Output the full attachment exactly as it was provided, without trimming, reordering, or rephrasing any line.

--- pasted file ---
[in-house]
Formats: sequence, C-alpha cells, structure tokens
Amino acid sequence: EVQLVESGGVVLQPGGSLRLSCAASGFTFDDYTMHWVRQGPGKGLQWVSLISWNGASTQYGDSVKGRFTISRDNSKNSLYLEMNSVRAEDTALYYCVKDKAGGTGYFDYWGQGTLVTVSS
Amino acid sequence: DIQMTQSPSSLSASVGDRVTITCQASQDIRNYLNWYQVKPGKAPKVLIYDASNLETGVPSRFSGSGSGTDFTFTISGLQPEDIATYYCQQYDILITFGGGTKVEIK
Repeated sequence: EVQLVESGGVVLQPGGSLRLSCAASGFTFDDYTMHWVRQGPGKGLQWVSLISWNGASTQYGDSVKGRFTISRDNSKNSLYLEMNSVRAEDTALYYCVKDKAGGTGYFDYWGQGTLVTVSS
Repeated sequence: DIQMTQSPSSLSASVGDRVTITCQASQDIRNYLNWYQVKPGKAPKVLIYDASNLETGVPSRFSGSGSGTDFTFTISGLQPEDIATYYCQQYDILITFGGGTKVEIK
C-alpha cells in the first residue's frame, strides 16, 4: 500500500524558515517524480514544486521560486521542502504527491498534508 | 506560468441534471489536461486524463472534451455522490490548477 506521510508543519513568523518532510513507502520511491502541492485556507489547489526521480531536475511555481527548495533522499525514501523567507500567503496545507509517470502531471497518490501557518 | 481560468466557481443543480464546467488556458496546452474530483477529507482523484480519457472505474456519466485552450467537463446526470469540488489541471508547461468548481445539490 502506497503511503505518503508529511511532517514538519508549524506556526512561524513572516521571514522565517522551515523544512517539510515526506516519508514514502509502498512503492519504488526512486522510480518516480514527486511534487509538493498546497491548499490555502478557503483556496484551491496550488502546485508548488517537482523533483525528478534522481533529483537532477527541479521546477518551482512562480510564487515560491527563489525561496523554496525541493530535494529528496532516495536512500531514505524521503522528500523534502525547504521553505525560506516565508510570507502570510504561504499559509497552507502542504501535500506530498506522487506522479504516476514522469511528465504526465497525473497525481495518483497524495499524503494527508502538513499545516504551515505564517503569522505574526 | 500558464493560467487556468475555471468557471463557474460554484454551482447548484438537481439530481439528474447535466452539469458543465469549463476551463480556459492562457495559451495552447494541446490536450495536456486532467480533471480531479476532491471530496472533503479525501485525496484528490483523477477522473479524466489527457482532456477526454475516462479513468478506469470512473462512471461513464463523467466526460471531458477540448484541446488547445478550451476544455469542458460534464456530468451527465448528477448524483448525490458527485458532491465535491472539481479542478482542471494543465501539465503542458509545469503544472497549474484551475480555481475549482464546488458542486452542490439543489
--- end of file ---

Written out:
[in-house]
Formats: sequence, C-alpha cells, structure tokens
Amino acid sequence: EVQLVESGGVVLQPGGSLRLSCAASGFTFDDYTMHWVRQGPGKGLQWVSLISWNGASTQYGDSVKGRFTISRDNSKNSLYLEMNSVRAEDTALYYCVKDKAGGTGYFDYWGQGTLVTVSS
Amino acid sequence: DIQMTQSPSSLSASVGDRVTITCQASQDIRNYLNWYQVKPGKAPKVLIYDASNLETGVPSRFSGSGSGTDFTFTISGLQPEDIATYYCQQYDILITFGGGTKVEIK
Repeated sequence: EVQLVESGGVVLQPGGSLRLSCAASGFTFDDYTMHWVRQGPGKGLQWVSLISWNGASTQYGDSVKGRFTISRDNSKNSLYLEMNSVRAEDTALYYCVKDKAGGTGYFDYWGQGTLVTVSS
Repeated sequence: DIQMTQSPSSLSASVGDRVTITCQASQDIRNYLNWYQVKPGKAPKVLIYDASNLETGVPSRFSGSGSGTDFTFTISGLQPEDIATYYCQQYDILITFGGGTKVEIK
C-alpha cells in the first residue's frame, strides 16, 4: 500500500524558515517524480514544486521560486521542502504527491498534508 | 506560468441534471489536461486524463472534451455522490490548477 506521510508543519513568523518532510513507502520511491502541492485556507489547489526521480531536475511555481527548495533522499525514501523567507500567503496545507509517470502531471497518490501557518 | 481560468466557481443543480464546467488556458496546452474530483477529507482523484480519457472505474456519466485552450467537463446526470469540488489541471508547461468548481445539490 502506497503511503505518503508529511511532517514538519508549524506556526512561524513572516521571514522565517522551515523544512517539510515526506516519508514514502509502498512503492519504488526512486522510480518516480514527486511534487509538493498546497491548499490555502478557503483556496484551491496550488502546485508548488517537482523533483525528478534522481533529483537532477527541479521546477518551482512562480510564487515560491527563489525561496523554496525541493530535494529528496532516495536512500531514505524521503522528500523534502525547504521553505525560506516565508510570507502570510504561504499559509497552507502542504501535500506530498506522487506522479504516476514522469511528465504526465497525473497525481495518483497524495499524503494527508502538513499545516504551515505564517503569522505574526 | 500558464493560467487556468475555471468557471463557474460554484454551482447548484438537481439530481439528474447535466452539469458543465469549463476551463480556459492562457495559451495552447494541446490536450495536456486532467480533471480531479476532491471530496472533503479525501485525496484528490483523477477522473479524466489527457482532456477526454475516462479513468478506469470512473462512471461513464463523467466526460471531458477540448484541446488547445478550451476544455469542458460534464456530468451527465448528477448524483448525490458527485458532491465535491472539481479542478482542471494543465501539465503542458509545469503544472497549474484551475480555481475549482464546488458542486452542490439543489